|Alex Ovechkin (photo: Getty)|
The hard-salary cap CBA negotiated in 2004 left many loopholes for GMs to sign players to long-term contracts. It enables teams to keep their most talented players long-term at manageable cap numbers.
These long-term deals (10-plus-year contracts) are currently being handed out like breath mints to the NHL’s marquee players. Our roving reporter, Patrick Lally, analyzes how a few of these contracts are evolving:
Alex Ovechkin (13 years, $124 million):
Ovechkin is three years into a pact with a league-high annual cap hit of $9.5 million. Wow!
From a business perspective, Ovie has been fantastic. His razzle-dazzle play awards him mainstream media exposure; not to mention the fact that he fills seats in the Verizon Center.
But the Caps have never been past the second round of the playoffs with Ovie. He has a nifty supporting cast, but he’s the one counted on to lead the Caps to the promised land.
With 10 years left on his current contract, Ovie has time to orchestrate a Cup winner.
* Vinny Lecavalier (11 years, $85 million):
With nine years to go on his mega-deal, Lecavalier’s off to a strong start. After captaining a superb Lightning squad to the seventh game of the conference finals, there’s no doubt he has what it takes to perform at a level that will establish the Lightning as Cup contenders.
If he stays healthy, Lecavalier will continue to put up numbers that will demonstrate why any team would welcome him, even with such a high cap hit ($7.7 million).
* Marian Hossa (12 years, $63.3 million):
It only took one year for Hossa to prove to the Blackhawks that he was worth such riches. He contributed 15 points in 22 playoff games in 2010 en route to Chicago’s first Stanley Cup in 49 years.
Though Hossa’s numbers aren’t in the Steve Stamkos or Sidney Crosby range, he’s a perfect vet sidekick to Patrick Kane and Jonathan Toews. At a manageable $5.3 million cap hit, Hossa’s deal is panning out as well as GM Stan Bowman could have hoped.
* Jeff Carter (11 years, $58 million):
What is a proven 30-goal scorer worth to an NHL GM? Paul Holmgren decided this summer that $5.27 million per season for another 10 years was too much (not to mention the off-ice issues) and subsequently unloaded Carter to the Blue Jackets for Jakub Voracek and draft picks.
Considering that Carter scored 36 goals and was a plus-27 on a Flyers team that finished first in the Atlantic Division in 2010-11, the move was shocking.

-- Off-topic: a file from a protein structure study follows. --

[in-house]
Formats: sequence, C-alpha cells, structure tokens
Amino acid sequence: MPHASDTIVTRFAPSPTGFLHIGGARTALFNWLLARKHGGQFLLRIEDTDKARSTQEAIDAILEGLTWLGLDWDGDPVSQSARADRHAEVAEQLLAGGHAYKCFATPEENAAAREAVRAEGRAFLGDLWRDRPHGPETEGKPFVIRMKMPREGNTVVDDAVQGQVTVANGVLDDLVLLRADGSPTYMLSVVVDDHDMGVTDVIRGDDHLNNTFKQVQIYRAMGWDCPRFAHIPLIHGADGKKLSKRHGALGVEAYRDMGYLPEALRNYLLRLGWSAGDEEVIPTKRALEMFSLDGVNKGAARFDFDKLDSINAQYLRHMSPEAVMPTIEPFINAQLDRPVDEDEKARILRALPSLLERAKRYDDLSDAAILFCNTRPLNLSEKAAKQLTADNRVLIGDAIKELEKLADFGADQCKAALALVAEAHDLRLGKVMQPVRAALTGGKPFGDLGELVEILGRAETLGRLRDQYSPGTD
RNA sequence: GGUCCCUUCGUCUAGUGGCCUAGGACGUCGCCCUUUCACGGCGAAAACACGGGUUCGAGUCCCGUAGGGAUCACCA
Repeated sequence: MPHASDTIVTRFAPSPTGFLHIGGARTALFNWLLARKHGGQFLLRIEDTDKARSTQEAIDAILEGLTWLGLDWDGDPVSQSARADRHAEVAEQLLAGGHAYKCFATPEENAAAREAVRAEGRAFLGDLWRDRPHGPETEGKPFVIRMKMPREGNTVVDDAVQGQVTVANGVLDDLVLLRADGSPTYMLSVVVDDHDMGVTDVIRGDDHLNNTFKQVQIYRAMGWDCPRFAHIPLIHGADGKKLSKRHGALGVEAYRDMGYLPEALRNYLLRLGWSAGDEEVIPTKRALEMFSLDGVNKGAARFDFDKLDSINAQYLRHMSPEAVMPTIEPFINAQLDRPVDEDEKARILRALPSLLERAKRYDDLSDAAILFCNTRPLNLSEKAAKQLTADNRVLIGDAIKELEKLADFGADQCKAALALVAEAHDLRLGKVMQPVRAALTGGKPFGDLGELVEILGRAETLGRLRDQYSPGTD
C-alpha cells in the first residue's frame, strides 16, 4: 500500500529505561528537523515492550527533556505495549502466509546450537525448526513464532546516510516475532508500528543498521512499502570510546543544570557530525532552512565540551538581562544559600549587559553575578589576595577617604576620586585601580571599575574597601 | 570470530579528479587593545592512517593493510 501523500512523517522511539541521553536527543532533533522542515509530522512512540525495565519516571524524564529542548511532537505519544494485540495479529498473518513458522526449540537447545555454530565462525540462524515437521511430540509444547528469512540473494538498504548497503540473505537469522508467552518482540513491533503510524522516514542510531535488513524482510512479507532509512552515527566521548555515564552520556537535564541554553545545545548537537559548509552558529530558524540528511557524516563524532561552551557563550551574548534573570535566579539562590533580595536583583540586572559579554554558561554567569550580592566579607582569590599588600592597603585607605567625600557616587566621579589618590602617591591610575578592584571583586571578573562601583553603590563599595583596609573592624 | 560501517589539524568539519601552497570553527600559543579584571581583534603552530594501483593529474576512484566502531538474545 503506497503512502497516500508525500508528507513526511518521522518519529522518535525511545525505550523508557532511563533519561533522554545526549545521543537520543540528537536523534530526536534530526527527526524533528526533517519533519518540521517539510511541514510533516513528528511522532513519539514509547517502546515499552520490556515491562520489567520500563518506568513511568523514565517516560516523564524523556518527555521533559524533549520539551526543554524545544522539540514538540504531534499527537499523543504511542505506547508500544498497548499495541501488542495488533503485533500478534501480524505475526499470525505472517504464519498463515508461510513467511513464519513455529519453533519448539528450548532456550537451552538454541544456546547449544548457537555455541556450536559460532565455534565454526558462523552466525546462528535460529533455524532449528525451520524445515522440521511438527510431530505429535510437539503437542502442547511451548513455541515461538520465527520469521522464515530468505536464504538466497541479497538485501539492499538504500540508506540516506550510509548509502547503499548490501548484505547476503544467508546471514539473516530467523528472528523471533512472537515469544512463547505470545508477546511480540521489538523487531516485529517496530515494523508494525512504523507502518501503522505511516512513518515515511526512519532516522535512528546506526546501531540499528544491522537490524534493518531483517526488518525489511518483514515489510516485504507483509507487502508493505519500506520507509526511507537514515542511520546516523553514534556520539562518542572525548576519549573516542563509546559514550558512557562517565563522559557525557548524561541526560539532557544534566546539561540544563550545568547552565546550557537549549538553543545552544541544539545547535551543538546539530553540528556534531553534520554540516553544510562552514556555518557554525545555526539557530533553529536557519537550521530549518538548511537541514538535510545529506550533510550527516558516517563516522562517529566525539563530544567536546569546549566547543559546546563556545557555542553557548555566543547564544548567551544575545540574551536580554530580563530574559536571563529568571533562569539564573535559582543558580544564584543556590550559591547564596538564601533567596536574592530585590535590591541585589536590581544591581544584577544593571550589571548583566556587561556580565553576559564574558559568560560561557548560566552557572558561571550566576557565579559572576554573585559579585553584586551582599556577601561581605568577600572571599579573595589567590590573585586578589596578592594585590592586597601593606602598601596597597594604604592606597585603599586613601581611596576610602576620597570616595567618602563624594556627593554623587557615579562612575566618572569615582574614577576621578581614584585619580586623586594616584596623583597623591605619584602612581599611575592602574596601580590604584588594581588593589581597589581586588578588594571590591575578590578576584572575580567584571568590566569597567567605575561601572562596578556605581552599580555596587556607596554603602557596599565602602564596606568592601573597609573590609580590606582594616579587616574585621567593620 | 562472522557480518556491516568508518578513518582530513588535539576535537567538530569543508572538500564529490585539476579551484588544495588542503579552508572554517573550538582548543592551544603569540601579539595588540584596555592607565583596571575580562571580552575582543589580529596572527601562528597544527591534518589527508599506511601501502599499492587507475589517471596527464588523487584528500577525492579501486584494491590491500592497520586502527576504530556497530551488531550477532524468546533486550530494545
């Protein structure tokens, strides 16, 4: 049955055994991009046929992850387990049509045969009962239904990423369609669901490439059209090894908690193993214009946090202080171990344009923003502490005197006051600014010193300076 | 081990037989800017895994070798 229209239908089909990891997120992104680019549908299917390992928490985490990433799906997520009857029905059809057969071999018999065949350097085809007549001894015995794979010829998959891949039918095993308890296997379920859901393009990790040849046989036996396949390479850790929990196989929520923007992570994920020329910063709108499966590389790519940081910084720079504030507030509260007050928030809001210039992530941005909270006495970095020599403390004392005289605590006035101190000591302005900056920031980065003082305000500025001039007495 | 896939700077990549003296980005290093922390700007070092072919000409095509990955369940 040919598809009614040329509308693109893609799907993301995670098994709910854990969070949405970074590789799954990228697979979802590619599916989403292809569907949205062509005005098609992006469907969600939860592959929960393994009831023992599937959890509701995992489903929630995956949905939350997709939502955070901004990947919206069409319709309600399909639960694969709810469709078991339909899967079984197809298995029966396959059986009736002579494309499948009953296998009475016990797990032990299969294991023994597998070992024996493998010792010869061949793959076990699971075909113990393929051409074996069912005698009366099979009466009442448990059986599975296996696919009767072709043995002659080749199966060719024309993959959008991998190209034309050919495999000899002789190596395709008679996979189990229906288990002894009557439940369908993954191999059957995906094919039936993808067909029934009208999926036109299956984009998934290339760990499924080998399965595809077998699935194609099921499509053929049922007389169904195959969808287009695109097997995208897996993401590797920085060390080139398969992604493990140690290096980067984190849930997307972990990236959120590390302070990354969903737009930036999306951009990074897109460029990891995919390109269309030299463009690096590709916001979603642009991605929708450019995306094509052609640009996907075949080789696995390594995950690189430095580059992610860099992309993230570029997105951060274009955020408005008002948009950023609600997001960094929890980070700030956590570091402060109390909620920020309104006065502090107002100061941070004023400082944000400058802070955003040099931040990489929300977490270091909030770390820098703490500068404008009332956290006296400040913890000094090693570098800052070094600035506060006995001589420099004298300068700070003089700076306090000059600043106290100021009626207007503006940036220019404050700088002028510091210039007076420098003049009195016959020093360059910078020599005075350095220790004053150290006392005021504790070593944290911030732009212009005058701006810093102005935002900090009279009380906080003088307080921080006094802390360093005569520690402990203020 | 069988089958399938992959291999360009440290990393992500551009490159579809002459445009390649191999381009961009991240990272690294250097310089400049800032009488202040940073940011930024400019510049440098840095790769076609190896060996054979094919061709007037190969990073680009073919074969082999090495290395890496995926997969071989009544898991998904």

While it’s tough to judge a contract from its first year, this looks to be a good move for a Columbus team that knew Rick Nash needed an elite center to compliment his play.
* Roberto Luongo (12 years, $64 million):
It would be easy to call Luongo a bust with memories lingering of a Stanley Cup Finals meltdown. But he wasn’t the only reason why Vancouver couldn’t seal the deal.
Detractors often overlook the fact that Luongo won 38 games in 60 appearances last season, while posting a 2.11 GAA and .928 save percentage. He was the premier goalie on a team that came as close to the Cup as a team can get without actually winning it.
Only one year into this deal, it’s debatable whether Luongo has proven himself worthy of his salary.
* Kris Draper’s retirement comes as no surprise because -- like Mark Recchi and Chris Osgood -- he has paid his NHL dues in full, and then some.
After three cups of coffee with the old Winnipeg Jets, Draper graced the Detroit Red Wings’ roster for 17 seasons and, during that time, he was an integral part of no less than four Stanley Cup-winning squads. His fine blend of skill and tenacity on the ice was equaled by his naturally giving personality away from the arena.
For more than a decade, Draper was Detroit’s Goodwill Ambassador Without Portfolio but with hockey stick. We wish this good man well in whatever role he chooses.
* There's some dispute about whether or not the NBA Nets' proposed arena in Brooklyn will have ice-making facilities. The New York Post's Larry Brooks reports that a Brooklyn arena rep insists that there will, in fact, be ice-making machinery and room for an NHL rink. That, however, does not necessarily mean that the NHL would approve a team moving into downtown Brooklyn.
* Credit Globe & Mail columnist Bruce Dowbiggin for this interesting insight. It appears that TSN has become a stepping stone to head coaching jobs. Former panelists such as Peter Laviolette (Franklin, Mass.) of the Flyers), John Tortorella (Melrose, Mass.) of the Rangers, Paul Maurice of the Hurricanes and Joel Quenneville of the Blackhawks have all served time at the TSN studios in Toronto until they each found another job in hockey.
The latest panelist recruited from TSN is former bench boss of the Edmonton Oilers, former UMass-Lowell standout Craig MacTavish, who was recently named head coach of Vancouver’s AHL farm team in Chicago.
Stan Fischler can be reached at FischlerReport@aol.com.